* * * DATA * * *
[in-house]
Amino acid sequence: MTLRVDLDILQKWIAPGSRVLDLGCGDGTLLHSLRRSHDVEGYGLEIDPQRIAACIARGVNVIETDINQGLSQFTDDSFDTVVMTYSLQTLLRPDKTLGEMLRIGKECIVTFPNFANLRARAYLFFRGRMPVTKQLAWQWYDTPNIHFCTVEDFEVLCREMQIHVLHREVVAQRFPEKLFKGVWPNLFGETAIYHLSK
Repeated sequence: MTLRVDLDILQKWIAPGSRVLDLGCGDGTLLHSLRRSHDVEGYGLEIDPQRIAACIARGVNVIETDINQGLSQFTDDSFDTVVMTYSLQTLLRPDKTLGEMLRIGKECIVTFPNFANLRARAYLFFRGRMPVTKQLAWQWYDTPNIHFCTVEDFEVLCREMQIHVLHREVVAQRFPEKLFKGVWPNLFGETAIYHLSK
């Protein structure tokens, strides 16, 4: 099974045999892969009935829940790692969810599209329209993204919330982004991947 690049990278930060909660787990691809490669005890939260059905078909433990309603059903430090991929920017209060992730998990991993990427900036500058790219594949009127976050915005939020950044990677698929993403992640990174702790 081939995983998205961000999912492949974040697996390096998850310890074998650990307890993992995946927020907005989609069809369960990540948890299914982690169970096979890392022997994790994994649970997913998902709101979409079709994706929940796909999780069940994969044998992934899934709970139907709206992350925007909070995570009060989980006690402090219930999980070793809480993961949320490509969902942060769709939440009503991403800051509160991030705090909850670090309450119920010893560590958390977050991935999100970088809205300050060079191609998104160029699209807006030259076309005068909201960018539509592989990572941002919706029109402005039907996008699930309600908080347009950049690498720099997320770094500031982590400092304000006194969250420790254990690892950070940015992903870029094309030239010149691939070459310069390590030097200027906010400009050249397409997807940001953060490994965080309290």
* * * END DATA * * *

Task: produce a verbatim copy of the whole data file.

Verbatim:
[in-house]
Amino acid sequence: MTLRVDLDILQKWIAPGSRVLDLGCGDGTLLHSLRRSHDVEGYGLEIDPQRIAACIARGVNVIETDINQGLSQFTDDSFDTVVMTYSLQTLLRPDKTLGEMLRIGKECIVTFPNFANLRARAYLFFRGRMPVTKQLAWQWYDTPNIHFCTVEDFEVLCREMQIHVLHREVVAQRFPEKLFKGVWPNLFGETAIYHLSK
Repeated sequence: MTLRVDLDILQKWIAPGSRVLDLGCGDGTLLHSLRRSHDVEGYGLEIDPQRIAACIARGVNVIETDINQGLSQFTDDSFDTVVMTYSLQTLLRPDKTLGEMLRIGKECIVTFPNFANLRARAYLFFRGRMPVTKQLAWQWYDTPNIHFCTVEDFEVLCREMQIHVLHREVVAQRFPEKLFKGVWPNLFGETAIYHLSK
């Protein structure tokens, strides 16, 4: 099974045999892969009935829940790692969810599209329209993204919330982004991947 690049990278930060909660787990691809490669005890939260059905078909433990309603059903430090991929920017209060992730998990991993990427900036500058790219594949009127976050915005939020950044990677698929993403992640990174702790 081939995983998205961000999912492949974040697996390096998850310890074998650990307890993992995946927020907005989609069809369960990540948890299914982690169970096979890392022997994790994994649970997913998902709101979409079709994706929940796909999780069940994969044998992934899934709970139907709206992350925007909070995570009060989980006690402090219930999980070793809480993961949320490509969902942060769709939440009503991403800051509160991030705090909850670090309450119920010893560590958390977050991935999100970088809205300050060079191609998104160029699209807006030259076309005068909201960018539509592989990572941002919706029109402005039907996008699930309600908080347009950049690498720099997320770094500031982590400092304000006194969250420790254990690892950070940015992903870029094309030239010149691939070459310069390590030097200027906010400009050249397409997807940001953060490994965080309290």